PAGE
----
I used to watch a French game show called Questions pour un champion, in which one of the regular prizes (I forget what, some kitchen appliance presumably) was always described as “pour les gourmets et les gourmands”. I figured it meant “both for connoisseurs of good food and for those who just like to stuff themselves”, but it sounds like I was wrong?

  15. Now I too am wondering how Linebarger and Dostoyevsky would have interacted. Russia was never Linebarger’s favorite part of the world, but nevertheless, as a prominent diplomat he seems to have had a pretty lucid understanding of how 20th century Soviet Russia worked. The depiction on the MVD agents in “No, No, Not Rogov” rings true in a way that most 50s-era Western writing does not. That story is a brilliant parody of the Soviet system, which most of his contemporary readers probably could never appreciate.

  16. Exactly. He and Dostoyevsky would have had very different views, but might have found the difference stimulating to thought and conversation. I used to enjoy talking to my right-wing uncle, who was firm in his views but no dummy and often surprisingly tolerant.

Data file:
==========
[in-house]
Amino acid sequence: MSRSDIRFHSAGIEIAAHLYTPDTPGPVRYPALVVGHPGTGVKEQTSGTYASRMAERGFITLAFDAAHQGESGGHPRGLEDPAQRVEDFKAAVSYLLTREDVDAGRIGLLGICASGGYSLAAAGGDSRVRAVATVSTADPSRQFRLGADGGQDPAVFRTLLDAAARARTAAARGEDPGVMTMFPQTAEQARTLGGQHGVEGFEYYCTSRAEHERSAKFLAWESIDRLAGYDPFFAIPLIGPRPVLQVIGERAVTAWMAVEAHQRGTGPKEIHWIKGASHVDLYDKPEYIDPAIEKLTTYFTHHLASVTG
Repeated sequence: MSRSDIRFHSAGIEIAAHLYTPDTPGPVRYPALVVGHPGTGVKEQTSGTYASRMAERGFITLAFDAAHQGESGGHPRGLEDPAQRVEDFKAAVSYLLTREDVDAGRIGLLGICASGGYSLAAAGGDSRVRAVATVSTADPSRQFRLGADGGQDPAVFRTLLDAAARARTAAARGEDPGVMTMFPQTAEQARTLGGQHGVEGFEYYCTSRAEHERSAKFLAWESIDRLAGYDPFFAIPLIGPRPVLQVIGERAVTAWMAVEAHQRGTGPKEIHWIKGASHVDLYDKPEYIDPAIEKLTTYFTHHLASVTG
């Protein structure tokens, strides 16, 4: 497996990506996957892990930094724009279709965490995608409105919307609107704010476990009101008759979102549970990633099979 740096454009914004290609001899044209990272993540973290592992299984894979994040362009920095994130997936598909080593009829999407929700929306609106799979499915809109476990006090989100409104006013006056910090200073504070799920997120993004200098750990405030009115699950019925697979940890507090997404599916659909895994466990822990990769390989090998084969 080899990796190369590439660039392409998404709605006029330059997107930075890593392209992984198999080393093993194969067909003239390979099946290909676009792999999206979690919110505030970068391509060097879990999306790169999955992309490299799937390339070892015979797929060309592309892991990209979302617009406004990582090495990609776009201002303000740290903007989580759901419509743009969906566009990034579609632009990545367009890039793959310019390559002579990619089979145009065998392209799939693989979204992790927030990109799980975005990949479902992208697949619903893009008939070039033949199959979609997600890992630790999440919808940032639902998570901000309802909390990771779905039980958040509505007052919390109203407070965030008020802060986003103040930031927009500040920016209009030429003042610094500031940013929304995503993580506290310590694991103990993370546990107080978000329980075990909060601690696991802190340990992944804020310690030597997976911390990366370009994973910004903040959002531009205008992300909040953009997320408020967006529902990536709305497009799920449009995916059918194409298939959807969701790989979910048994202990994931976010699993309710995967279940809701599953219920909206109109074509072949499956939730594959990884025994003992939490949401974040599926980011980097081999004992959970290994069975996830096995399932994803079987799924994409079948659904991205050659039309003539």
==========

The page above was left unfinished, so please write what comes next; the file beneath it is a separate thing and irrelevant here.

17. Gourmand seems to be ambiguous in French, at least historically: the TLFI gives “Qui mange avec avidité et avec excès” as the first definition, which is marked vieilli ‘old-fashioned, dated’, and “Qui aime la bonne nourriture et qui sait l’apprécier” as the second. Evidently English picked up the first definition. One of the quotations says: “Gourmet et gourmand ne sont pas interchangeables. Un gastronome est un gourmet; un gourmand n’en est pas nécessairement un. On peut être gourmand de chocolat et de sucreries et n’être en aucune façon connaisseur pour les autres éléments qui constituent les plaisirs de la table.” (1972) Still, “not necessarily” is not the same as “never”.

  18. John Emerson says: